Befriending Ourselves – how to be more compassionate with ourselves

Our inner critic is loud and bossy. Have you ever stopped to listen to it?

“What did I do that for? I’m such an idiot!”

“I’m so fat!”

“I’ll never make anything of my life!”

“Why does this always happen to me?”

“I’ll never get this right!”

This inner critical voice has been with us since very early in our lives. It’s our most consistent companion. Maybe you’ve tried to change it with positive affirmation statements or to silence it through meditation, but it’s very hard to fool yourself or to shut this voice down and despite all your efforts, the inner critic is loud and clear and bossy as ever: “Yeah right! As if!” So you check to see if it’s 5pm yet: “Surely it’s time for my evening glass of wine!” or you reach for some chocolate or cake or some other comfort food and get lost in Facebook for a while. It’s much easier to numb.

What if you really started listening to this voice and what it has to say? What if you put on a different set of ears and listen through the negativity and criticism to what is really being expressed?
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Turning towards

turning towards

Saturday night. Both kids went on a sleepover. We had the night to ourselves. This is good practice for when we become empty nesters, I thought. We decided to have a bath and started to talk about a novel that we’d both been listening to. Somehow the conversation turned to the kids and his concern about the kids having a life of too much play and not enough structure.  

Many times I heard criticism. Many times, I heard messages of “You’re not …. enough” “You’re too….”. That isn’t what he said, but with a strong inner critic who is quick to hear blame and criticism that is what I heard. This time, I took a breath and I remembered.

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Peanut brain

Copyright: nailiaschwarz / 123RF Stock Photo
Copyright: nailiaschwarz / 123RF Stock Photo

This week, listening to a wonderful interview with brain scientist Dr Jill Bolte-Taylor,  I learnt that our thoughts all originate from a cluster of cells in our left hemisphere which are the size of a peanut. It is our thoughts that trigger our feelings and make us unhappy.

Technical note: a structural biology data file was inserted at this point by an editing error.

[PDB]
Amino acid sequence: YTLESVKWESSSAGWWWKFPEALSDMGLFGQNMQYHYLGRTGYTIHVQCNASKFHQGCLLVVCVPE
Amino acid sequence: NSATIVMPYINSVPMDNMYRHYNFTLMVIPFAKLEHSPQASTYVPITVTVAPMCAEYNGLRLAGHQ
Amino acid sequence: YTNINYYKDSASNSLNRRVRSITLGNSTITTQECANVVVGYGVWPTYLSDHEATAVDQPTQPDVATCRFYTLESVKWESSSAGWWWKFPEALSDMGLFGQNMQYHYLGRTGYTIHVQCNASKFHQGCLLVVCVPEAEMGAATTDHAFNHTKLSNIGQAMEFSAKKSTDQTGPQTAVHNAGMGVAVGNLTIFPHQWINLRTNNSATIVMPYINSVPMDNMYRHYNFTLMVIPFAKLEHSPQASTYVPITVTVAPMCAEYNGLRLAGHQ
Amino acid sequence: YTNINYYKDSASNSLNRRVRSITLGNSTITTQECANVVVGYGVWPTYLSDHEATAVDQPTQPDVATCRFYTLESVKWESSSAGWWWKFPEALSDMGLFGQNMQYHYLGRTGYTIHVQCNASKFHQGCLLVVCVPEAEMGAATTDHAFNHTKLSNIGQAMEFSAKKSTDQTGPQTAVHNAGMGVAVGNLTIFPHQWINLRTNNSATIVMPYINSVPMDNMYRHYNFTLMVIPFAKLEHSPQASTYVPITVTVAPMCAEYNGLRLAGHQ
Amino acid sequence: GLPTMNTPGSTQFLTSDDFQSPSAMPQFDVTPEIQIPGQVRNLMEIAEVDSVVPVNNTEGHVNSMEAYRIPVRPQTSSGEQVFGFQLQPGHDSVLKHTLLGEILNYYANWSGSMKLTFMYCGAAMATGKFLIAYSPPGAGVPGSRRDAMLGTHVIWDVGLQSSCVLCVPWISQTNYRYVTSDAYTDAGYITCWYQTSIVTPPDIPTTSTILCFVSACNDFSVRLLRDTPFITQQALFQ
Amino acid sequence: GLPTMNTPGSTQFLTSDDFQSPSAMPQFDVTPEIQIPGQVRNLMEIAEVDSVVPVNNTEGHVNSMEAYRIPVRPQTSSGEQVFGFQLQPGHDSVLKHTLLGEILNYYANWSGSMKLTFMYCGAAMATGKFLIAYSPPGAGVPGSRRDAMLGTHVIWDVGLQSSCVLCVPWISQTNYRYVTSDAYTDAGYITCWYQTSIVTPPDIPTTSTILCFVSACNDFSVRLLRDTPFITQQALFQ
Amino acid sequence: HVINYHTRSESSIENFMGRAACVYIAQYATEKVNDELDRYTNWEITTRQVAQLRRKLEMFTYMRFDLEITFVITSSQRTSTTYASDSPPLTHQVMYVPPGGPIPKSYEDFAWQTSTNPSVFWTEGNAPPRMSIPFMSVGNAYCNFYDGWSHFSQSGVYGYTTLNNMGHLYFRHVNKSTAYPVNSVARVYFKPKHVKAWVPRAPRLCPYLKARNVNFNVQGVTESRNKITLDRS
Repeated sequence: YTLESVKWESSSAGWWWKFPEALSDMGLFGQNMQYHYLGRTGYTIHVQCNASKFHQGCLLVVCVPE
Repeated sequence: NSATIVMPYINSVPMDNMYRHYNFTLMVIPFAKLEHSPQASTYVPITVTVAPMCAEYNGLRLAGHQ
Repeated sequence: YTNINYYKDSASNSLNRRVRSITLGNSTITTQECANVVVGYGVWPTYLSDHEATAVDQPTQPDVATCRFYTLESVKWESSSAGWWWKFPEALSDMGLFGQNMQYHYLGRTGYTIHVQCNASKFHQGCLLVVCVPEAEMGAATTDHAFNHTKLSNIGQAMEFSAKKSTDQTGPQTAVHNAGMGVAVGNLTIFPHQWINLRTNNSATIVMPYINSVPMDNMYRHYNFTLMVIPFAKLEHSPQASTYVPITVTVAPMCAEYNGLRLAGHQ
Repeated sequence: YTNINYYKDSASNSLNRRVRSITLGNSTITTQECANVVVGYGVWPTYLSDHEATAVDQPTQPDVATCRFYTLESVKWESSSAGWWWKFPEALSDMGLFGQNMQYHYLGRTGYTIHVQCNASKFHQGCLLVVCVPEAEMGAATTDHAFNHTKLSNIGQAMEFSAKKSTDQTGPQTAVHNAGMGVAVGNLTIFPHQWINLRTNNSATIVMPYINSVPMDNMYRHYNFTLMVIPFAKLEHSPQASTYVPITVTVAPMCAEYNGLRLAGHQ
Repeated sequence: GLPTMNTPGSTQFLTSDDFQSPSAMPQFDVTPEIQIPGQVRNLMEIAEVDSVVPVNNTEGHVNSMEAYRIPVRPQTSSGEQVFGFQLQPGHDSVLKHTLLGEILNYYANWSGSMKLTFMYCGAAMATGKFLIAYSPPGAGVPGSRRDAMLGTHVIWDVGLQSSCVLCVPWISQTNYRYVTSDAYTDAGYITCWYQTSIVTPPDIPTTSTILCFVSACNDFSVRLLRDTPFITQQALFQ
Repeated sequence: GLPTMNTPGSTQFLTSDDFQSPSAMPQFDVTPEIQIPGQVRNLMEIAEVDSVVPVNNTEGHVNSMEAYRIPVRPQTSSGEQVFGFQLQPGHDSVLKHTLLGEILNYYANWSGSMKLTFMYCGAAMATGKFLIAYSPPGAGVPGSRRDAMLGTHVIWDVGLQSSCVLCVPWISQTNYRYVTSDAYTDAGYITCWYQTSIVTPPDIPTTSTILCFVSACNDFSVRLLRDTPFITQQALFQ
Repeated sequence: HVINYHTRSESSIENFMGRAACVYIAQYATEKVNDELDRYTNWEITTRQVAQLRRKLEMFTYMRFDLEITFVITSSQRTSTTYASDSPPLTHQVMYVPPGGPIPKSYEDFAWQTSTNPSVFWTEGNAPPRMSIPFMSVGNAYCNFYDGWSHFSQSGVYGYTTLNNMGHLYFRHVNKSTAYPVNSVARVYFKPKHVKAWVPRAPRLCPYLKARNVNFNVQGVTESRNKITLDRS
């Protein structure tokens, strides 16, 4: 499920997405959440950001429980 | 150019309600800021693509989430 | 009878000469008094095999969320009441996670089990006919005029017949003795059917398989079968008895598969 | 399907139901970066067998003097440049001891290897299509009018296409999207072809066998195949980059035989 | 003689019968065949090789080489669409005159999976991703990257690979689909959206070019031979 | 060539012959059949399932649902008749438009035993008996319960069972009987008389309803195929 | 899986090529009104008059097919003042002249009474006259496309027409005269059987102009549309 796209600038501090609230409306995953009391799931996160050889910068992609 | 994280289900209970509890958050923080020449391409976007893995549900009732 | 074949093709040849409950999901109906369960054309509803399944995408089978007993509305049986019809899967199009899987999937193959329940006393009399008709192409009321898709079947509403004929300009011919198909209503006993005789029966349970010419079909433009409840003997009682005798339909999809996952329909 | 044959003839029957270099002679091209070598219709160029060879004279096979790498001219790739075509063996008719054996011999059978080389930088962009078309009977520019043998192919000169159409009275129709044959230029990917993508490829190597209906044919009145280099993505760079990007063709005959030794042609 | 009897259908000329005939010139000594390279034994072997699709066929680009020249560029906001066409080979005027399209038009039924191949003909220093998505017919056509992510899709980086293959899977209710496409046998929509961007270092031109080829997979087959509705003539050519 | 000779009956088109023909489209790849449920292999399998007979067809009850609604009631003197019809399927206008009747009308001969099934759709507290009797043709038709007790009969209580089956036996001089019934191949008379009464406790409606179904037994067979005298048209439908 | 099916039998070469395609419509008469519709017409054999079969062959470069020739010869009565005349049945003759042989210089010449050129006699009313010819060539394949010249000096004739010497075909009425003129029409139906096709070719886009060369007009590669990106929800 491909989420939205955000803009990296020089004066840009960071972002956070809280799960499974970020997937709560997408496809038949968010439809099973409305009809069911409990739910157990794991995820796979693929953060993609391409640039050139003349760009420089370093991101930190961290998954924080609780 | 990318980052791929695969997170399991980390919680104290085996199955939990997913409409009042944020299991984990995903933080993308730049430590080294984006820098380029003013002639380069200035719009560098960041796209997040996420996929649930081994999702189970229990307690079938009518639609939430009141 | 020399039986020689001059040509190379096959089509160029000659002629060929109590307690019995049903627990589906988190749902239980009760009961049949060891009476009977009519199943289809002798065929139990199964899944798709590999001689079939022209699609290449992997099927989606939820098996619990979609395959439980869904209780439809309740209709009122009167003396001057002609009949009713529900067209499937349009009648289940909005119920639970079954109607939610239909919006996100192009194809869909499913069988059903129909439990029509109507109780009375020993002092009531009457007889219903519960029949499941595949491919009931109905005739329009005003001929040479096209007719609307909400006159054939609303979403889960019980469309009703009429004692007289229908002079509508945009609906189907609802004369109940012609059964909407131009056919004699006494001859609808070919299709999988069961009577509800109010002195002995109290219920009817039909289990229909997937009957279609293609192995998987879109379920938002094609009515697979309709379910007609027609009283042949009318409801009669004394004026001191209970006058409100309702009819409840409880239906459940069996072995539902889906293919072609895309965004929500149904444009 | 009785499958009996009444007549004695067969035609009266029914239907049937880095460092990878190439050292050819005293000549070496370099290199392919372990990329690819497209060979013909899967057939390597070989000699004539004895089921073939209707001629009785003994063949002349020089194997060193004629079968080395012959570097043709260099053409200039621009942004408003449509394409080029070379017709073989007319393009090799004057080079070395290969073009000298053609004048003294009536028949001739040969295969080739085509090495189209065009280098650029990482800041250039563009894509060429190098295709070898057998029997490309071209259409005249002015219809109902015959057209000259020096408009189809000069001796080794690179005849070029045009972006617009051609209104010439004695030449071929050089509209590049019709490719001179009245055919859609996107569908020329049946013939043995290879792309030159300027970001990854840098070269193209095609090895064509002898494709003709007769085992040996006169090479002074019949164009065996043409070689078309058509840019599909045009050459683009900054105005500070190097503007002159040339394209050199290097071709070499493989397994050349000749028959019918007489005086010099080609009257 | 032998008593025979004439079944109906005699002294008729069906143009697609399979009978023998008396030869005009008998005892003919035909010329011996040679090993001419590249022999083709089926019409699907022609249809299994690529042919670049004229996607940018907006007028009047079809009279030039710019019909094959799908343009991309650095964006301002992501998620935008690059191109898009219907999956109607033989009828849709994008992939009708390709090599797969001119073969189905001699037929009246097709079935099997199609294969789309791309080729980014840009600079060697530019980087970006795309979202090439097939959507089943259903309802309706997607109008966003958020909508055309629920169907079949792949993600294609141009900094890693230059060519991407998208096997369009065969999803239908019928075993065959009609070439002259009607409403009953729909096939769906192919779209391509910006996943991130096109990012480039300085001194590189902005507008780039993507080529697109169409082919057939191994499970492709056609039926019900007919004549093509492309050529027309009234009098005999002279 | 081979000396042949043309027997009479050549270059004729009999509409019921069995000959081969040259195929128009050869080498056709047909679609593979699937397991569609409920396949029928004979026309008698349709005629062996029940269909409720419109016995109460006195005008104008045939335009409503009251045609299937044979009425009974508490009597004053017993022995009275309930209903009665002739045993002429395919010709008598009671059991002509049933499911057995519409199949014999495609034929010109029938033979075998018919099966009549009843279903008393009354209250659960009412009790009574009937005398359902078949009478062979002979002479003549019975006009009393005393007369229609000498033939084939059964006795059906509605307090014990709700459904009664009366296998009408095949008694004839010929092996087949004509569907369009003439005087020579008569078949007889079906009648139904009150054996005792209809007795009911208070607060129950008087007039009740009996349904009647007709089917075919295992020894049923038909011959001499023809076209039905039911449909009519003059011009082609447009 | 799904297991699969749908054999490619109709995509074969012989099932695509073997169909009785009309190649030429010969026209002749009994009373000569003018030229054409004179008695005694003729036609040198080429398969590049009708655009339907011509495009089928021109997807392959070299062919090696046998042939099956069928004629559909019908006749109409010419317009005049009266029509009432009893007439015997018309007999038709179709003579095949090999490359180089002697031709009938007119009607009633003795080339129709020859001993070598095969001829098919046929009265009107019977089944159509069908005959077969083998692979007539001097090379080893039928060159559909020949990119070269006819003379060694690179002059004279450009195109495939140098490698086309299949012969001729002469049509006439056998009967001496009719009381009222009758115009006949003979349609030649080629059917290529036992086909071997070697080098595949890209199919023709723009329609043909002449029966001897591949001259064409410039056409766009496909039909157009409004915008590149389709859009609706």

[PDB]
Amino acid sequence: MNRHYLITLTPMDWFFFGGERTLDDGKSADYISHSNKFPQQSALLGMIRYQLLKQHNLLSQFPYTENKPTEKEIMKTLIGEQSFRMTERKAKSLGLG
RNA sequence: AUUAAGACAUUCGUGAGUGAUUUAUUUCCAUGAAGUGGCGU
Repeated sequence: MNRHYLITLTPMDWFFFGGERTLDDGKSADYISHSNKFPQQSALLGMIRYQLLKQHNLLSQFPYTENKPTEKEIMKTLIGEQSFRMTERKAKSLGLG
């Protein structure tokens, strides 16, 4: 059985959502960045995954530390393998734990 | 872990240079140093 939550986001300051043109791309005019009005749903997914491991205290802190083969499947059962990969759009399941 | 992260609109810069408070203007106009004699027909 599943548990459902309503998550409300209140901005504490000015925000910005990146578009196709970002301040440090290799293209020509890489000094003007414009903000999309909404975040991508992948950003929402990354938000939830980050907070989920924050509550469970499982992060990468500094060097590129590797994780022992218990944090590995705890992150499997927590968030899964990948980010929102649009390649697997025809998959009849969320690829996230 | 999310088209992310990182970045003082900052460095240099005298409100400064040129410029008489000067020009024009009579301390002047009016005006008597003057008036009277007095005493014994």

“She ignored me!”, “He’s being selfish!”, “I’m not good enough”, etc.  Our peanut brain has a thought and this triggers a feeling. At this point we have a choice…. to feed the feeling (fan the fire) with further thoughts or recognise, allow, accept and empathise. Continue reading

Hearing is healing

Copyright: mnsanthoshkumar / 123RF Stock Photo
Copyright: mnsanthoshkumar / 123RF Stock Photo

I’m realising more and more just how powerful listening is. Last night, I was doing reflective listening with my son, i.e. I was repeating back in my own words what I understood he was saying with a particular focus on his feelings and needs. It was satisfying to do because it helped me to be present with him and not go off into my own thoughts. Some time into the conversation, there was a lull and he suddenly said “I love you so much. I’m just feeling so full of love at the moment. It’s strange but lately I’ve been feeling this kind of overflowing love feeling a lot”. I think it’s because he felt so heard and because I was so present with him. My pattern is to be very busy and distracted and wanting to do my own thing and I think I haven’t been present enough with him over the years (particularly when he was little). This year, I’m really focused on trying to be present with him and I’ve noticed lately how he frequently expresses this “overflowing with love” feeling to me.

I watched a very powerful documentary this week on how listening can help people to heal from major conflict and trauma and how it can facilitate truth and reconciliation processes. This 55-minute documentary (below), Raamro Aakha Ma (In the Eyes of the Good), shows parts of a 7-day workshop “Healing and Reconciliation through Nonviolent Communication” that was held in Nepal in December 2014. The workshop was held to help people heal their trauma from the 10-year civil war in Nepal and to facilitate peace and reconciliation between victims and former combatants.
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What do you think about when you listen?

mother-son

I’ve been trying to do more reflective listening recently. When I first heard about it, it sounded like you just repeat back to the other person what they have said.

E.g.
Friend: I’m ashamed to tell her the truth.
You:  You’re ashamed to tell her the truth …

But since I’ve been exploring empathy, I now understand that it’s about really trying to deeply understand the other person’s thoughts and feelings without judgement or analysis and reflect back to them what you are hearing that is almost beneath their words. I tried this out with my son on the weekend when he’d had a fight with his friend. Continue reading

When do we really listen?

cropped-unnamed-1.jpg

Today, my son broke his arm for the 3rd time (skateboarding). I had just heard the news from my husband (phoning from the hospital) when someone came to talk to me. After she told me what she had come to say, I told her my son had just broken his arm. She sympathised briefly then launched into a long story about when her son had broken his arm many years ago. She again briefly expressed sympathy and walked away.

This is a very typical way we “listen” to others. What we’ve told the person triggers their memories of when something similar happened to them. We don’t intend to “one-up” (e.g. that’s nothing, you should hear what happened to me!), but it’s habitual to go into our own experiences rather than staying present with the person who has shared something with us. Continue reading